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Review: FIRES IN THE MIRROR at Baltimore Center Stage: Really Listening To All Sides After A City Explodes

Review: FIRES IN THE MIRROR at Baltimore Center Stage: Really Listening To All Sides After A City Explodes Press night for Fires in the Mirror happened to coincide with the annual holiday illumination of the Washington Monument, that is, a monument to one of our founding enslavers, just up the hill from it. These events transpired just blocks away from Madison Street, named after another founding enslaver. And I defy anyone to say definitively how to think about either of these men. They each exemplified the best and the worst of us, all at once. I thought about this as I was taking in Fires in the Mirror, Anna Deavere Smith's now-classic theatre piece about the Crown Heights, Brooklyn disturbances of 1991, the singular point of which is that it's impossible to know exactly what to think about those events either.

As to those events, there were two deaths involved. First, a Black immigrant child named Gavin Cato was run over and killed by a car driven in a motorcade accompanying a Lubavitcher Jewish rabbi, which had speeded up to avoid a red light, hit another vehicle, and then bounded up onto the sidewalk, where young Mr. Cato was repairing his bike. Second, Yankel Rosenbaum, a visiting Australian grad student, was set upon and violently killed by a crowd of young Black men inflamed by the death of Mr. Cato. And after that, riots broke out, with the accompanying large police presence, destruction of property, injuries, arrests, demonstrations, and involvement of public personalities like the Rev. Al Sharpton.

Not long after the riots, playwright Smith came to interview community members and participants, and assembled a collage of interview excerpts in which she reenacted each interviewee's words. What she found and her theatre piece recounts, is that there were two of everything. There were two communities, Jewish and Black, and each had its own fiercely-maintained identity that contributed to the development of not only a perception of the meaning of the events of August 1991, but even of the underlying facts.

For instance, take the matter of medical intervention. When Mr. Cato was lying under the car, did a Jewish community ambulance crew present on the scene fail to render assistance because official NYFD ambulances were already there and fully taking charge, or were the Jewish volunteers just uninterested in helping anyone but Jews? Did Mr. Rosenbaum die in the hospital because someone overlooked a stab wound or was something more sinister than neglect in play? Was the person charged with inflicting that stab wound not the kind of young man to act that way? Was the Jewish community open to and engaged with the Black community around it, or was it closed off and resentful? Was the Black community rife with anti-Semitism? To the extent the histories of the two communities, both with justified cause for grievance, played a role, whose grievances were greater? We hear both sides of all these issues.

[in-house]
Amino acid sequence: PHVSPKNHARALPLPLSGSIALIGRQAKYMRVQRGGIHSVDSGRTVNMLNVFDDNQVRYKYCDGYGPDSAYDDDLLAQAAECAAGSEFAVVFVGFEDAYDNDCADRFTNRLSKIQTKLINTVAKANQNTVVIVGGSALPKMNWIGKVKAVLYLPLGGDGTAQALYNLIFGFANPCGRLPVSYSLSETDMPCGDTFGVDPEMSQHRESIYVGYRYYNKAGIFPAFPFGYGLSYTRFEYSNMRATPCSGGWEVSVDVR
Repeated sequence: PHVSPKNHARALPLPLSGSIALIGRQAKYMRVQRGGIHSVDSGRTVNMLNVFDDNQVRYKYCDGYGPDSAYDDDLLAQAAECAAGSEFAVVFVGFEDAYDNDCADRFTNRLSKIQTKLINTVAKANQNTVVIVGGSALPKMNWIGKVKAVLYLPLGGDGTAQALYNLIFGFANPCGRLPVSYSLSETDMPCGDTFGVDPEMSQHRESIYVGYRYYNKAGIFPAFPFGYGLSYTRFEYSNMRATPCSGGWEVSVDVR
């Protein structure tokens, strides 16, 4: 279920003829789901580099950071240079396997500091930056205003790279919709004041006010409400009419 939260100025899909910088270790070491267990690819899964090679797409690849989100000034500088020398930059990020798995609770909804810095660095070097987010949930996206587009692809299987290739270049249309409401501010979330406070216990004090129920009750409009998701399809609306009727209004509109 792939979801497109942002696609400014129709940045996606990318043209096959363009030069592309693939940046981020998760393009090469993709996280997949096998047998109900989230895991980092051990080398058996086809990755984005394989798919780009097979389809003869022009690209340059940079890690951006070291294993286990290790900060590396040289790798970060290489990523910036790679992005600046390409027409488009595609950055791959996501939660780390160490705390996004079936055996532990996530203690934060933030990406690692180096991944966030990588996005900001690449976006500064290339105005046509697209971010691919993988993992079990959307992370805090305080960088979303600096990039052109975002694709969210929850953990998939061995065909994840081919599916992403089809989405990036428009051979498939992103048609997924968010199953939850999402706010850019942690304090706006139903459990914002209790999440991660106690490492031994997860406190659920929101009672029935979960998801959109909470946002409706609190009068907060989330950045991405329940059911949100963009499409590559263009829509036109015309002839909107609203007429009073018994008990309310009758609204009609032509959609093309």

More than both, actually. Smith's documentary style also gives voice to many gradations of opinion, many shades of grey. For instance, early in the show we hear from a Lubavitcher housewife recounting how she managed to ask a young Black boy indirectly (a direct request would have been forbidden by her faith) for help turning down a loud radio on the Sabbath; the resulting picture is not of two communities wrapped in each other's embrace, but certainly not of communities always poles apart either. Later, we hear from a member of the Black community about the diminishing closeness of the Lubavitchers to others, supposedly prompted by a mortal threat from another Orthodox community, the Satmars, a threat the speaker thinks had led the Lubavitcher rabbi to speed through the streets under police escort, leading to the accident. But that diminished state of affairs implies a time when the communities were closer.

Heightening the overall unresolved effect is Deavere's way of reproducing the words of the speakers she chronicles, complete with all of the sorts of things that typically make speech harder to comprehend: false starts, circumlocutions, losing the point, private allusions, etc. All of this operates as a fog machine around the speakers' true meanings and actual thoughts, and especially around the events being recounted. For instance a presumably Black schoolgirl is quoted criticizing some unspecified group of fellow-students, presumably Latinx:

"In my class you can't call any of them Puerto Ricans. They despise Puerto Ricans, I don't know why. They think that Puerto Ricans are stuck up and everything. They say, Oh my Gosh my nail broke, look at that cute guy and everything. But they act like that themselves. They act just like White girls. Black girls is not like that."